One of the most fun Christmas presents I ever got was a Magic Eight Ball. Do you remember these devices? You asked a question and turned the ball over. A little multi-sided die inside the ball would float through the liquid in which it was suspended and show you an answer. Options on the answers included, if memory serves, yes, no, it is most likely, outlook good, signs point to no, and cannot predict now. The eight ball was a must for sleepovers, because you could huddle with your friends and ask about life’s critical issues, such as the accuracy of reports that X and Y had actually kissed each other or whether Z liked you. We had lots of vaguely scandalous fun with the Eight Ball. And if you think about it, as a source of information it probably was about as good as half of what you see on Facebook.
One thing I never needed the Eight Ball for, though, was making decisions. For better or worse, I’ve always been a decisive person. I remember many years ago when our daughter Jane was a toddler and we were in San Francisco on vacation. A friend who lived in that lovely city had joined us for the evening and was walking with us as we returned to our hotel near Union Square. We were low on milk, which Jane enjoyed first thing in the morning and which we could stash in our room’s minibar. So as we walked by a small store selling drinks, snacks, and the like, I ducked in to buy a pint of milk. When I emerged from the little space, our friend was shaking his head. “I’m impressed,” he said. “When you saw a store, you just went in and got what you needed. I would have stood on the sidewalk and tried to decide whether this was the closest store to the hotel and whether this was where I’d get the best price.” This is me in a nutshell. If I overpaid by two cents and carried my pint of milk one more block than I might have needed to, I’m okay with that. We had milk. (P.S. There were no stores nearer our hotel, as it turned out.)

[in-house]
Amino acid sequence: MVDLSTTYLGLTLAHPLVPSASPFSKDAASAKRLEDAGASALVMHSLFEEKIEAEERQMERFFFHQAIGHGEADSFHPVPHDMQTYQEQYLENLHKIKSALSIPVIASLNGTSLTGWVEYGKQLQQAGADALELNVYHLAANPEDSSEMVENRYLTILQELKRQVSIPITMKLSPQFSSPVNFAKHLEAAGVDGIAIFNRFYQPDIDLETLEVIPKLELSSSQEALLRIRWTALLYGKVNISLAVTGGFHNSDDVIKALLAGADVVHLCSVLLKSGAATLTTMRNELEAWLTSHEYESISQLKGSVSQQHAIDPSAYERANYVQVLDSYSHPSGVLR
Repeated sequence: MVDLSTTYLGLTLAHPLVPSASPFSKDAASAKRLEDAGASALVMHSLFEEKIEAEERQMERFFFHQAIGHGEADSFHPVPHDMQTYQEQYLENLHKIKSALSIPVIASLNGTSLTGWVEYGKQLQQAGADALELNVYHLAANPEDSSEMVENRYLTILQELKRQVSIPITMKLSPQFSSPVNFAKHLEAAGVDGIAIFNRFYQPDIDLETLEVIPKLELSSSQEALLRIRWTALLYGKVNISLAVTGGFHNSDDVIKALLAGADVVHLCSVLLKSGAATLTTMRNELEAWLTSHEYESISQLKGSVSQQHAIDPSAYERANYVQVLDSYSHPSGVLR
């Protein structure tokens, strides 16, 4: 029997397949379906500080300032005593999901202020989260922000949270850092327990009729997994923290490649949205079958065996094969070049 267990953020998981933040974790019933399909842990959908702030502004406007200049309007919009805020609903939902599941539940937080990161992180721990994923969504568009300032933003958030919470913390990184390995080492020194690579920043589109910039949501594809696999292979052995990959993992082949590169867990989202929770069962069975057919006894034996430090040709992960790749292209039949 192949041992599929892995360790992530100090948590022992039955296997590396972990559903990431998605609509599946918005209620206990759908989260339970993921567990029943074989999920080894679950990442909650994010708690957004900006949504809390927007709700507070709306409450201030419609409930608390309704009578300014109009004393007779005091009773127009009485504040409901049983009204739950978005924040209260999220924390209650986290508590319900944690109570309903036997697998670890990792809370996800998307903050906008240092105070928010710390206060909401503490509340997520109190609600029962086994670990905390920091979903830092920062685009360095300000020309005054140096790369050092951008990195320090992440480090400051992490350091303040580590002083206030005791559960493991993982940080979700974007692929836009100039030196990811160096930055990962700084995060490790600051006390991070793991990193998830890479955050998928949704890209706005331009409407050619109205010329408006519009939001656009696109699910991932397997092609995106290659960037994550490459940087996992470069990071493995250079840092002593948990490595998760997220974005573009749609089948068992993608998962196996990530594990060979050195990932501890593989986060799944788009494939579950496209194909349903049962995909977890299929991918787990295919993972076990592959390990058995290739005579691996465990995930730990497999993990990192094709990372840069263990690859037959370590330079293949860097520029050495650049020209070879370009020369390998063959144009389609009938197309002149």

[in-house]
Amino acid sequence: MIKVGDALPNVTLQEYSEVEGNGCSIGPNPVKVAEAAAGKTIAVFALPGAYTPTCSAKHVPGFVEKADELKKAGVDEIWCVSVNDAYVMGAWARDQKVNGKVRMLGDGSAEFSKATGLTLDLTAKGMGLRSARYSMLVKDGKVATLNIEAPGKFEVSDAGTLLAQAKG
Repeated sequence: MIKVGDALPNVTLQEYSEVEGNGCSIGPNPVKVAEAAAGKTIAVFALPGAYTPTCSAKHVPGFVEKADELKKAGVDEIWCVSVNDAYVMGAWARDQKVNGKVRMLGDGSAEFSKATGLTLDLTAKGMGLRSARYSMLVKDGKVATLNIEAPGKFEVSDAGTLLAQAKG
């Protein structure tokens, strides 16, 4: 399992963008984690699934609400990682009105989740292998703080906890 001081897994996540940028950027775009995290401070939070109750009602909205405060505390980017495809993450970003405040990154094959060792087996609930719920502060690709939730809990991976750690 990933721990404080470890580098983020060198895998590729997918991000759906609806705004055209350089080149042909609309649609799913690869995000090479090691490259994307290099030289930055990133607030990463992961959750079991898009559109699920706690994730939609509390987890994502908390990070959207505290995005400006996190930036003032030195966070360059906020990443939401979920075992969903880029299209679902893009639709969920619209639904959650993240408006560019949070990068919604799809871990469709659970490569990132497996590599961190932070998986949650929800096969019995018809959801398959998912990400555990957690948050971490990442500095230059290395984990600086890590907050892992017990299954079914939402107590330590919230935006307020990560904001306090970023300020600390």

So imagine my surprise last Thursday when I found myself dithering over the question of whether to attend my book group meeting on Friday. I’d read the book and wanted to discuss it. But the organizer wanted the six members to meet in person at a cafe; what’s more, I’d have to ride the bus to get there. Small in-person meetings and bus rides are permitted now, with masking and distancing, but the prospect made me nervous and left me torn as to whether to attend. Is there such a thing as FOGO, which I guess is kind of the opposite of FOMO? Anyway, I couldn’t make up my mind and drove Mark crazy by repeatedly enumerating the pros and cons. Ultimately rain intervened and spared me the choice, because we opted to meet by Zoom instead of in person. But I noticed my unusual state of indecision; apparently it’s an unexpected byproduct of the pandemic.
In all fairness, we’re all probably a little bit at sea now. It’s like in the Star Trek episodes (and there are many) where the Enterprise has to navigate through space or time or the innards of some menacing galactic creature where there are no landmarks. What’s safe? What’s risky? What’s downright dangerous? Familiar guidelines and practices have become obsolete – impractical at best and life-threatening at worst. Perhaps indecision isn’t that surprising, under the circumstances.
I know I need to decide how to forge ahead, though, because life moves on even in the midst of uncertainty. So I’ve decided to make my COVID decisions one at a time. First up is the question of how to greet people. The kisses on both cheeks we had learned to give and receive here are history. Handshakes and hugs also are out. The “live long and prosper” Vulcan greeting, speaking of Star Trek, doesn’t make sense to some of our acquaintance, and even people who know what it is sometimes can’t make their fingers respond in kind. And I don’t dare use the University of Texas “Hook ‘em Horns” sign, because that means something truly different in Europe than it does in Austin. Getting arrested is not in my quarantine plans.
All is not lost, though. The namaste hands together greeting is a contender, but overall I’m leaning towards curtsying. It’s pretty and sweetly nostalgic in a Jane Austen kind of way. However, it’s also difficult. So I’ve been practicing curtsying in the bathtub, with a non-slip mat under my feet and shower enclosure walls to balance on if I start to wobble. It’s kind of fun, except when my knees creak. Following the example of Cinderella’s stepsister, I suppose I need to rub some unicorn oil on my joint to stop the offending sound. But Carrefour appears to be out of this salve, so I’ll just have to live with the noise as I keep practicing.
This is all goofy, I know. Even as I savor my bathtub silliness and my dreams of unicorn oil, I’m aware that many serious decisions lie ahead. We’ve all got to learn how to live in our new normal. Personally, I’m going to have to dig down and find my old decisive self, the one who apparently has been quarantining somewhere else but who needs to show the heck back up now. And it’s no use asking my Magic Eight Ball for guidance. About ten years ago the die got stuck in the answer window, and now it perpetually advises me to “Ask again later.” So I guess it’s up to each of us to sort out the available information, take a deep breath, and move forward. God help us all as we do.